I have had this book on my shelves for a while and felt it to be the perfect read for ZukyBookBum’s book club theme for June (MOVIE NIGHT)! I have not yet seen the film so I was keen to read this title prior to any exposure to the movie.
Wonder – R. J. Palacio
Format – Paperback (315 Pages)
Publisher – Corgi Books
Release Date – 28th August 2014
The book follows August (Auggie) as he goes to school for the first time. The first day of school can be daunting for any child, but Auggie has the added challenge of having a disfigured face since birth. We begin to see how this feature impacts on Auggies, his family and his peers throughout what could be considered everyday childhood events.
Auggie was an extremely likable young boy that I warmed to straight away. Having had a defect from birth you cannot help but feel empathy towards him as he tries to lead a normal ife with great difficulty. I enjoyed reading from his point of view as we can all relate to that self-conscious feeling, but yet found it impossible to comprehend this on such a scale that Auggie experiences.
Different parts of the book were narrated by different characters ranging from Auggie’s family to various peers of whom he has a close bond with. This made it incredibley heartwarming to see how Auggie’s features affected not only him, but also those around him. Naturally there are some reactions that people cannoy conceal, but different parts of the book delved into each characters true beliefs, thoughts and challenges.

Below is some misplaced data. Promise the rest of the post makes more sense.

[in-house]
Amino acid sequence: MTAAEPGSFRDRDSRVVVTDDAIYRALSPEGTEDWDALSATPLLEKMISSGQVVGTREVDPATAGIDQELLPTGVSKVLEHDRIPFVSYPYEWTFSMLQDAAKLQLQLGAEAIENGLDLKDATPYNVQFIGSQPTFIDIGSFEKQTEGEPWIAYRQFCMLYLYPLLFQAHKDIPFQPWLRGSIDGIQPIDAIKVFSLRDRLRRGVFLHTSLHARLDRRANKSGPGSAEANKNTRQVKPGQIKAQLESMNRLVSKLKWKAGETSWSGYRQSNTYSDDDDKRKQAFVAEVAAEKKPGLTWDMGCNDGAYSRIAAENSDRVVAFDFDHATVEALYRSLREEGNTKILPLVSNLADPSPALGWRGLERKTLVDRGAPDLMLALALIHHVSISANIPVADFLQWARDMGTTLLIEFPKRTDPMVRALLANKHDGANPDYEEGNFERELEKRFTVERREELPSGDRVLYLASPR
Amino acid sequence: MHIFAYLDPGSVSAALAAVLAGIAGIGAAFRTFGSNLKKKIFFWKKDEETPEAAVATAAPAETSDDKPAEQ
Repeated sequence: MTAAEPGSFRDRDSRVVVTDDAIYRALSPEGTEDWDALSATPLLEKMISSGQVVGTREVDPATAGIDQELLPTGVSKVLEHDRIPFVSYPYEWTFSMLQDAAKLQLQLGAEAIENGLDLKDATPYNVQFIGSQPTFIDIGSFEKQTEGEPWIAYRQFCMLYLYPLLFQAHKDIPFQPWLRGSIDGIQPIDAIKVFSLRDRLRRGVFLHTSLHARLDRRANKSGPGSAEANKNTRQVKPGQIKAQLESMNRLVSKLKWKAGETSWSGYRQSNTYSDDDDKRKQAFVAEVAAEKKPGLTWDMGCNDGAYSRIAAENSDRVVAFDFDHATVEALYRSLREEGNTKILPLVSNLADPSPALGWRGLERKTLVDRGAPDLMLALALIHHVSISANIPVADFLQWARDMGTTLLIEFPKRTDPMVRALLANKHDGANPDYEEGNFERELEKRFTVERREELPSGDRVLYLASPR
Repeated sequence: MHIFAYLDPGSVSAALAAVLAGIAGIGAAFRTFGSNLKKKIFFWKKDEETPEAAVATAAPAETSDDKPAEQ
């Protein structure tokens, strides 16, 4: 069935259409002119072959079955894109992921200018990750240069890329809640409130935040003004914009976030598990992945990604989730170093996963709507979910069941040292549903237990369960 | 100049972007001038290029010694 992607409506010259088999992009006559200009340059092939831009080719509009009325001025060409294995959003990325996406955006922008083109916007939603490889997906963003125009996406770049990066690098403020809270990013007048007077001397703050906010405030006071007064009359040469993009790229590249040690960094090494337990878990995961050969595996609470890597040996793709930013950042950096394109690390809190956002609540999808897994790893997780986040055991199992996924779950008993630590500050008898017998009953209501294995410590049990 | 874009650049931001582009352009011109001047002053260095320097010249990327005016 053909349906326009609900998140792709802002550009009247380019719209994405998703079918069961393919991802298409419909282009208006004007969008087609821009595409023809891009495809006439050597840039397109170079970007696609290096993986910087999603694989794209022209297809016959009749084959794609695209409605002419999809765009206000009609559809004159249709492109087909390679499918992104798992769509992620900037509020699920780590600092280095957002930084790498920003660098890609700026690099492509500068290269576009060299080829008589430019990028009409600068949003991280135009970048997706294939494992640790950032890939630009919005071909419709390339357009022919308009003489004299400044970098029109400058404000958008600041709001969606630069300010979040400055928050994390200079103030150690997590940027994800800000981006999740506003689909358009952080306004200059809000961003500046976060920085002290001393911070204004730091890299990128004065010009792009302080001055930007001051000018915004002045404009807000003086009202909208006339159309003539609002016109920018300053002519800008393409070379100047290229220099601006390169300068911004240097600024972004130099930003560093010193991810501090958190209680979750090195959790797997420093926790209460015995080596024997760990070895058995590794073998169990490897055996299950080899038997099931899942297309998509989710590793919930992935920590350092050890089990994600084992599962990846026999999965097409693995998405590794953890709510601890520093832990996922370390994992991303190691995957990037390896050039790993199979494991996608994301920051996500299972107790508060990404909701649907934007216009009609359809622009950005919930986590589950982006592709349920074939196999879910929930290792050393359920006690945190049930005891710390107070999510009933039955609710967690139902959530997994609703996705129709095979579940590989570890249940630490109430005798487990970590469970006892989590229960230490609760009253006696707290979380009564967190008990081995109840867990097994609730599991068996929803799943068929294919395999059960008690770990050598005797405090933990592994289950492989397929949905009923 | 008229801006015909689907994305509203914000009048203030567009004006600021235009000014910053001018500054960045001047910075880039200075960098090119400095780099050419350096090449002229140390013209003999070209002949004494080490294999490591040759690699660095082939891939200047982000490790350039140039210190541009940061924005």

Each part was written with slightly different vocab, grammar and structure which then reflected some of the chracters personality and you truly got the feel that you were in another characters shoes. However I would have found it interesting to read from the parents or teachers point of view. However, in hindsight, perhaps the teachings of this book are more powerful when it comes from the minds and words of younger characters.
Each chapter was no longer that a couple of pages which made it very easy to continue reading and telling myself “just a few more pages”. Due to this I raced through the book far quicker than I had expected to.
I think Wonder does a brilliant job of portraying not only how cruel children can be, but also how caring and loyal others are. This restored my belief that there can be good people in this world, however it simply demonstrated that we must model this to today’s society in order for children to learn these values. I consider this book to be an excellent way to teach young people some very important values and that perhaps it will make us think twice about how we react to those we may label as different.
I think this book can be very powerful when read by the right audience. It is extremely sensitiv to children’s thoughts, feelings and behaviours, although the events were stereotypical of a child’s school life. I was close to giving this five stars, however I just didn’t quite have that ‘WOW’ moment. So it was a four star review from me on Goodreads, but an extremely enjoyable review. I will soon be watching the film to see how it compares. (If it’s anything like the book, I have a feeling I will be balling my eyes out!)
I won’t describe what I look like. Whatever you’re thinking, it’s probably worse.
August (Auggie) Pullman was born with a facial deformity that prevented him from going to a mainstream school—until now. He’s about to start 5th grade at Beecher Prep, and if you’ve ever been the new kid then you know how hard that can be. The thing is Auggie’s just an ordinary kid, with an extraordinary face. But can he convince his new classmates that he’s just like them, despite appearances?
To get in touch with the author, use @RJPalacio on socials to find her!